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The saucy brig Cleopatra , Essex-built in 1'795, is typical of the Mediterranean traders of her day. Before the 18th century ended, however, the River Towns felt the squeeze put on their maritime traffics by the shoals across the river-mouth , shown below in a chart of 1771.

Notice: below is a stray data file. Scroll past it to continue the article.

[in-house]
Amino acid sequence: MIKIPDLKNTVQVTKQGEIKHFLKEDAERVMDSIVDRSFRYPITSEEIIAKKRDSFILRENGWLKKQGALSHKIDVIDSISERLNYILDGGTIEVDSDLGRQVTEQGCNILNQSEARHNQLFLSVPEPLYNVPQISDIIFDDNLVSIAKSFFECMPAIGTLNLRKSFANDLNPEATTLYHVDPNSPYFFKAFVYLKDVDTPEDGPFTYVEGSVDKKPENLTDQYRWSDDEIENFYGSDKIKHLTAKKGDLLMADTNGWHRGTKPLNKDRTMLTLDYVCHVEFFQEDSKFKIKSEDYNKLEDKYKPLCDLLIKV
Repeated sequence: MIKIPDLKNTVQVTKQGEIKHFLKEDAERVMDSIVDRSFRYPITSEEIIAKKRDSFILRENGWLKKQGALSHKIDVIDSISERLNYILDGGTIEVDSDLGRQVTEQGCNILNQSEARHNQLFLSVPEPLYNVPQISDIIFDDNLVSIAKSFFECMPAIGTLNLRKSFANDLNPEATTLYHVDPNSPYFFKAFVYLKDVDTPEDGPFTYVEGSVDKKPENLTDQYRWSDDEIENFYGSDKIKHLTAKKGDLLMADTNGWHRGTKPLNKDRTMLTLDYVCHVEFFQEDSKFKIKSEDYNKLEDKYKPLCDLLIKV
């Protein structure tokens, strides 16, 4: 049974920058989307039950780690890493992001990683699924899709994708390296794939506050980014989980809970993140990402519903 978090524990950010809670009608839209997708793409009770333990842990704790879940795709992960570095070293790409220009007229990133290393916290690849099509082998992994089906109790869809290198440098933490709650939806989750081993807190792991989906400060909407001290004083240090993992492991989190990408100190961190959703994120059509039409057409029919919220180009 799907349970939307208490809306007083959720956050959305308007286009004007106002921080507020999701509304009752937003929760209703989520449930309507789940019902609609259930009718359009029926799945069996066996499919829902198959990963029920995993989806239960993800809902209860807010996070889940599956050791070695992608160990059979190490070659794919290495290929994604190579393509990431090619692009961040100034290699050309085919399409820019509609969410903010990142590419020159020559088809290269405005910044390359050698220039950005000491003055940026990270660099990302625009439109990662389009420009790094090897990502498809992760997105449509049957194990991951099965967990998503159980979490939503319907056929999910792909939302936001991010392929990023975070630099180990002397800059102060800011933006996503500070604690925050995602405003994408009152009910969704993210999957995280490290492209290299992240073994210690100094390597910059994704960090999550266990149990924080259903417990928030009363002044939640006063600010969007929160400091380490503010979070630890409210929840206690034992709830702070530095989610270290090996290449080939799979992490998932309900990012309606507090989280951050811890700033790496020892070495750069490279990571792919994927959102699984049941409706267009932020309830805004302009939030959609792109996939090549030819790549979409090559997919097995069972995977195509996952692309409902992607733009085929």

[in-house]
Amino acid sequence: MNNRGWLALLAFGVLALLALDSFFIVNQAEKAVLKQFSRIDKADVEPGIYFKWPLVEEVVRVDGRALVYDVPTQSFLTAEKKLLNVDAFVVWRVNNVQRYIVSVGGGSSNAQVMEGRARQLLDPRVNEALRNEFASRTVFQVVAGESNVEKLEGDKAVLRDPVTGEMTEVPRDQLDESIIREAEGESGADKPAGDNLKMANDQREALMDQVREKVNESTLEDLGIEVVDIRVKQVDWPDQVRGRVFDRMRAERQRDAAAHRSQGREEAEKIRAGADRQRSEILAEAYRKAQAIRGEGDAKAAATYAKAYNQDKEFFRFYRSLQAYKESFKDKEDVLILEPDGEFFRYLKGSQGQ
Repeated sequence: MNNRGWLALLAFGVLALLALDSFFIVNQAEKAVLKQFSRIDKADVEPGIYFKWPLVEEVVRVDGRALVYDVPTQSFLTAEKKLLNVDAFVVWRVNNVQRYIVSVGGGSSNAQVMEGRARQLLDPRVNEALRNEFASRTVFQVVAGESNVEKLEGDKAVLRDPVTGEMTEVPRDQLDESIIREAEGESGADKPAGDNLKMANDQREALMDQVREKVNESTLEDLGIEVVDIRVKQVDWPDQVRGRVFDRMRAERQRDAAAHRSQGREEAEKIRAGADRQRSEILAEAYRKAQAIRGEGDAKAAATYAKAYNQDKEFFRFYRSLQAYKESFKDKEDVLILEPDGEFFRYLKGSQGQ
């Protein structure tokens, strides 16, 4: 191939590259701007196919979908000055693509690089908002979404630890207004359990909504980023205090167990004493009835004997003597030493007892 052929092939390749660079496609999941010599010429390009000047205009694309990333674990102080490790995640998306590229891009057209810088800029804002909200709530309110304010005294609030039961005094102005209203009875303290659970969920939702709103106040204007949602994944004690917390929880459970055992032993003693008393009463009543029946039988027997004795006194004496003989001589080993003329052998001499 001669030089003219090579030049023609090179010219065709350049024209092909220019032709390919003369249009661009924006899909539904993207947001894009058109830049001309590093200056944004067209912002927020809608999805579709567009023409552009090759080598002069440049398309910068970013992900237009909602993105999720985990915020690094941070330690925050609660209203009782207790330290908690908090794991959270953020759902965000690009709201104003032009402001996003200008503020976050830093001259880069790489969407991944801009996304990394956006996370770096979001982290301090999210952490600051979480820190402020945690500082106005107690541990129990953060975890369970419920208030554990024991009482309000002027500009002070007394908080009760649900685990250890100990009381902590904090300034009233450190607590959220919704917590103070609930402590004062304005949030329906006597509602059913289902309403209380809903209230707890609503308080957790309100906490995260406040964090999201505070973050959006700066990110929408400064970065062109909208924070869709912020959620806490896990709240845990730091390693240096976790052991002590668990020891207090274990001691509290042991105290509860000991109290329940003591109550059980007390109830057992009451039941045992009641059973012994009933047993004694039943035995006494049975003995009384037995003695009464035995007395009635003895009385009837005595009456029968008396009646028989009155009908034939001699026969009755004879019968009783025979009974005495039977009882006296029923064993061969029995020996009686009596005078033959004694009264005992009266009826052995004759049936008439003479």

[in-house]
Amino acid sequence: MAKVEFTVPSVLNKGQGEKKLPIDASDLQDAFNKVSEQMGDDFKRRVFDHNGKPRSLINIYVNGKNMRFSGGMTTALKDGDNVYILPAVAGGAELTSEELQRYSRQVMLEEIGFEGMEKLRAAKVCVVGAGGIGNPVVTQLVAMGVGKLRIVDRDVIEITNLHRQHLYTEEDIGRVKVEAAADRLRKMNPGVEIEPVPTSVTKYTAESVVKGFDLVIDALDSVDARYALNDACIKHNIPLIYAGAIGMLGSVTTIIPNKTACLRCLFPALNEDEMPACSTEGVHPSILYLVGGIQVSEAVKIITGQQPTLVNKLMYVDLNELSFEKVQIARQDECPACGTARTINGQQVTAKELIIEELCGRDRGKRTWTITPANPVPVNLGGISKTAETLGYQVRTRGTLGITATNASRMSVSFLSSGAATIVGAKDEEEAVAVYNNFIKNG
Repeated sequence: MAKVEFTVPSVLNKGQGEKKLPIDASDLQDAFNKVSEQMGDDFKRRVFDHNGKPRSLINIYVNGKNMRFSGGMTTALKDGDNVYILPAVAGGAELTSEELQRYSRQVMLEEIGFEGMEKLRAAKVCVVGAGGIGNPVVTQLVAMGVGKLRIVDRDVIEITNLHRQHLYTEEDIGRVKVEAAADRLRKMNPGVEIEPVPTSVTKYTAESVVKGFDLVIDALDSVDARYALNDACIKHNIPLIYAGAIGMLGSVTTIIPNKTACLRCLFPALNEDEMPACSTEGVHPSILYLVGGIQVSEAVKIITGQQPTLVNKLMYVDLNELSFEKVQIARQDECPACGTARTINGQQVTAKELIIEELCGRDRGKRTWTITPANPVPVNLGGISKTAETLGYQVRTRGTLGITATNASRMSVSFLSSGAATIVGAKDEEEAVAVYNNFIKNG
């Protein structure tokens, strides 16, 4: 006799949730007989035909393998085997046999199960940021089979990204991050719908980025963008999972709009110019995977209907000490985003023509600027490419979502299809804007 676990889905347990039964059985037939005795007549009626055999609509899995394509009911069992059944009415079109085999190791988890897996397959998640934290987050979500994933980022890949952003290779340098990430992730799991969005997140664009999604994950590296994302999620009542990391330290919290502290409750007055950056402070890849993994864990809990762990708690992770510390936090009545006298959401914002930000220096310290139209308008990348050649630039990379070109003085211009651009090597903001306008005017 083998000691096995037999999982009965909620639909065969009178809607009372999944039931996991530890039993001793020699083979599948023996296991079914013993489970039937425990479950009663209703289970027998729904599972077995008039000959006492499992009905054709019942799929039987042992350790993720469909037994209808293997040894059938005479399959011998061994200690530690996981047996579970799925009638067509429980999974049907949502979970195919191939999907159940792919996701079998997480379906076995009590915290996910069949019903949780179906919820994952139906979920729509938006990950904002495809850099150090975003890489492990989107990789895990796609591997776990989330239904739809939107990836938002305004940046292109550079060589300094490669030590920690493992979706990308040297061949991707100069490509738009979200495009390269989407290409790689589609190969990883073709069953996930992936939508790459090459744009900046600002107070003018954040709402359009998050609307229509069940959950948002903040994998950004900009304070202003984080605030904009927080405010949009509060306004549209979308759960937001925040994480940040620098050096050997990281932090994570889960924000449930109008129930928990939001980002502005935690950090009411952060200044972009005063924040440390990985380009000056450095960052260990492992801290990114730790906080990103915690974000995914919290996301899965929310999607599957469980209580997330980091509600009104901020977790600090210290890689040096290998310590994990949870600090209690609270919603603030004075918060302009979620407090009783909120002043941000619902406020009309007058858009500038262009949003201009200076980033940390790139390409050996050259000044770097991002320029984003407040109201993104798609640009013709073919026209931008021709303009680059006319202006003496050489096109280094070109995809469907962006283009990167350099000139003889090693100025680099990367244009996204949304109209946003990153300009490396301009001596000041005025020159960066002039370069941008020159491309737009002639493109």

bomb that would blow up underwater, Bushnell invented the submarine to deliver the powder-filled keg. The American Turtle, as he named his creation, was completed during 1775-76 at Sill's Point (now Ayers Point) on the Connecticut River in Saybrook. There the first trials were made, and when completed the submarine was taken to New York for its imperfect attack on the flagship of the British fleet . Although his attempt failed , his accomplishment in getting alongside the British ship underwater made its mark on naval history. Connecticut Valley shipbuilders had established reputations for themselves during the course of the war although recovery from the postwar depression was slow. The peace treaty had closed British West Indies ports to American trade; nevertheless , an ever increasing business commenced with the Barbadoes, Cuba , and the French island of San Domingo. For the next fifty years there were several hundred vessels from the Connecticut Valley engaged in this flourishing Caribbean trade, which was interrupted only by the embargo and War of 1812. Outward bound these vessels often carried as many as 70 head of horses and cattle, with sheep, pigs and poultry. One puncheon of water (llO gallons) , one bundle of hay (500 pounds) and ten bushels of oats was the allowance carried for each head of stock . In addition to livestock , pipe staves, clapboards and tar were carried in great quantities from the Connecticut River Towns. Prior to the Revolution , a large export had begun in pickled fish , and upriver towns were sending out bricks in addition to flour, bread, beef, pork, onions, soap, leather and various lumber products. This foreign commerce together with shipbuilding had so increased by 1795 that a US Customs House was established at Middletown. By 1800 the commerce of the River Towns exceeded that of the other three districts at Bridgeport, New Haven and New London . By 1800 shipbuilding on the Connecticut River had become one of the State's most important industries. At the same time, towns along the Sound were building vessels not only for their own use, but for sale in other ports. New York was fast becoming the most important East Coast port and Connecticut was building many of its vessels. This New York connection was only the forerunner of the migration of Connecticut men to the port as masters, merchants and operators of shipping lines. The first London Line, the Mobile Line and Galveston Line were originated and operated by Connecticut Valley men in New York. In the trans-Atlantic field , John Griswold of Old Lyme pioneered the London Line that bore his name and later his Black X house flag. Nathaniel and George Griswold , cousins of John and also from Old Lyme, began as brokers for River-built vessels and eventually carried their blue and white checkered flag into the Pacific to become leaders in the Canton trade. Samuel Russell of Middletown became the largest importer of china trade goods through the Russell & Co. firm. Valley investors took their share of the cotton ports with lines to Mobile, New Orleans, Alpalachicola and Savannah. The shipbuilders who owned and operated yards along the Connecticut River were often major shareholders and masters who took their completed vessels to New York or other ports for sale or on specific order. They often operated another business in tandam. Sometimes it was related industry such as a ropewalk or sawmill, or it might be a distillery or chandlery. The Champions and Brockways operated the nearby ferry and all yards did a continued business in ship repair. Ship shares were prime investments and the prosperity of the industry trickled down to block and spar makers, shipsmiths, timber suppliers, joiners and gangs of caulkers. SEA HISlORY, SUMMER 1985